So, do you see a thread here? We're talking about people who are walling themselves off from the public at large--through gated communities, private schools, mammoth doctrinaire churches. And yet what kind of people do those conditions turn out?
Well, Judge J. Michael Joiner and William Swatek are common criminals. And that's not just my opinion. They have repeatedly committed honest services mail fraud (18 U.S. Code 1346) in my case. We will go into more detail on this later, but much of the language related to 1346 refers to "theft" of honest services. And that's what they are--thieves. And who do they steal from? They steal honest services from you, me, and all of the citizens of Alabama. And because they use the U.S. mails, it's a federal crime.
Joiner and Swatek might not look like the guy you envision using a crow bar to break into your home. But they are not one bit better. In fact, they are worse. The guy with the crow bar probably did not take an oath to uphold the law, and he probably isn't on the public payroll.
This brings us back around to one of my pet theories here at Legal Schnauzer. The idea is this: If we are to get to the root of the problem with our modern justice system, we must not look at it only as a legal problem. I submit that it is also a mental-health problem. Based on Eugene Robinson's column, I suspect a lot of sociopathy is being bred behind those gated walls and inside those private schools.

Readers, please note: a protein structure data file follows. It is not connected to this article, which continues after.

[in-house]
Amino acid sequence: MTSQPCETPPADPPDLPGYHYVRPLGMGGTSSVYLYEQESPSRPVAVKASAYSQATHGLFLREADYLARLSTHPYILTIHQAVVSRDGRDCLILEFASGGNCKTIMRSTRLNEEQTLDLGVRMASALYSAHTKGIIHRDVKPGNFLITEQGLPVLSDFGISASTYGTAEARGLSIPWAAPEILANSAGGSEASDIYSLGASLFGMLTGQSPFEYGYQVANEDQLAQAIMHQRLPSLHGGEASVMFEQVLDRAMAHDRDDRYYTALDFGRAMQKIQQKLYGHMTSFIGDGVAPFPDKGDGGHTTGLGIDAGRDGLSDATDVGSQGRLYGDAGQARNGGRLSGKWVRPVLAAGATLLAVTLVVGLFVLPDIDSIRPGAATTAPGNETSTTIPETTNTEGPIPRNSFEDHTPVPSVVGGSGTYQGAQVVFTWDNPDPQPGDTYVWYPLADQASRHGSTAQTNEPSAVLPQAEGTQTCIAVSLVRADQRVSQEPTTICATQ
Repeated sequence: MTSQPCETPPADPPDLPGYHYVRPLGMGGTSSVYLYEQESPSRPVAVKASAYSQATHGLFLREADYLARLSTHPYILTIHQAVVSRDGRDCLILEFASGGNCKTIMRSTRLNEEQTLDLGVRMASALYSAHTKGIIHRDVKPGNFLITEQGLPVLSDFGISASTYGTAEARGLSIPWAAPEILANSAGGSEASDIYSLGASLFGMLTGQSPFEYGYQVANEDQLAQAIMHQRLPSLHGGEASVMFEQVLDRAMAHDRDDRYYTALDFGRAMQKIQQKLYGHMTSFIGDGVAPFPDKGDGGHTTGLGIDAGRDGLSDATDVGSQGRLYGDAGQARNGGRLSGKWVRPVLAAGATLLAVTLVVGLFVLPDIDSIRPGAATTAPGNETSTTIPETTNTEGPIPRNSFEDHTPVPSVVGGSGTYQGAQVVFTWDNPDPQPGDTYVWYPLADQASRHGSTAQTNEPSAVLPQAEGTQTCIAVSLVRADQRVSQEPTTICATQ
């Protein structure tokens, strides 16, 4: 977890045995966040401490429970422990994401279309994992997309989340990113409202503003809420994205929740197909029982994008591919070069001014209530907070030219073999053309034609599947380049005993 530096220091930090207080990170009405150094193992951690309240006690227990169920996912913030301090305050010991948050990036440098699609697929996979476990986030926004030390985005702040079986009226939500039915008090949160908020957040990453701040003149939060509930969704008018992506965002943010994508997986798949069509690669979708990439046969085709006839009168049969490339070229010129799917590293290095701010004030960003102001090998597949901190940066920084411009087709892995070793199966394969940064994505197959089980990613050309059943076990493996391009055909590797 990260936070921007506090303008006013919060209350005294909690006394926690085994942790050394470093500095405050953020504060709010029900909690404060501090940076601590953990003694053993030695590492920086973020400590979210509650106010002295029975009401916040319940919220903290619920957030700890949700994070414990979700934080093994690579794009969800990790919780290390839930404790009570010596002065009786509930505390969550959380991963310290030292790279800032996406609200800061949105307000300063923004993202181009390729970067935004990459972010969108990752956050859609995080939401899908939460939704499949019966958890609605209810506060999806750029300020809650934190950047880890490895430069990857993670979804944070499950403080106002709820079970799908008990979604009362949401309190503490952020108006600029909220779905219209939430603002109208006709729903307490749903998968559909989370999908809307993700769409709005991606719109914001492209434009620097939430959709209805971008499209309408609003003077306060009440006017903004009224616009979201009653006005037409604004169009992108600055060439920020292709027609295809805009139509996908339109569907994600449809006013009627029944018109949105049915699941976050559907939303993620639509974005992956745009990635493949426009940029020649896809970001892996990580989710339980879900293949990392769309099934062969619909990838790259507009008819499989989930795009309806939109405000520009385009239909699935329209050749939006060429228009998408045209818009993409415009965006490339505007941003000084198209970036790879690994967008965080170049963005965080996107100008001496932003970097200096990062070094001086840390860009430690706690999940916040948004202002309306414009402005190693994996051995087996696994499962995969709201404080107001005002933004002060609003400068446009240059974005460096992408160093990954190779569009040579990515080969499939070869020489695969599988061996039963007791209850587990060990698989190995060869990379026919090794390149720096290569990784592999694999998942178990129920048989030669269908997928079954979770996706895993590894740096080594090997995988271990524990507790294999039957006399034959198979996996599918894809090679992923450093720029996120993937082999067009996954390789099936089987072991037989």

Show me a sociopath, and I will show you someone who--no matter how tough he might appear on the outside--is deeply insecure.
Consider just one example: the Alabama election of 2002. The evidence is overwhelming that numbers were manipulated to give Bob Riley the victory over Don Siegelman. If that's the case, what was at the heart of that act? Insecurity. And I submit insecurity is at the heart of almost everything we have, and will, discuss on this blog--the Siegelman case in Alabama, the Paul Minor case in Mississippi, and my own Legal Schnauzer case.
And we mustn't forget the man who turned Alabama's state courts into a Republican playground and then turned the U.S. Justice Department into a criminal enterprise. That, of course, would be Karl Rove. Think he's got some insecurities?
Let's give Eugene Robinson the last word: "We're afraid of one another, we're afraid of the rest of the world, we're afraid of getting sick, we're afraid of dying. Maybe if we study our insecurities and confront them, we'll learn to keep them in check . . . maybe we'll learn that life isn't really any better behind the walls."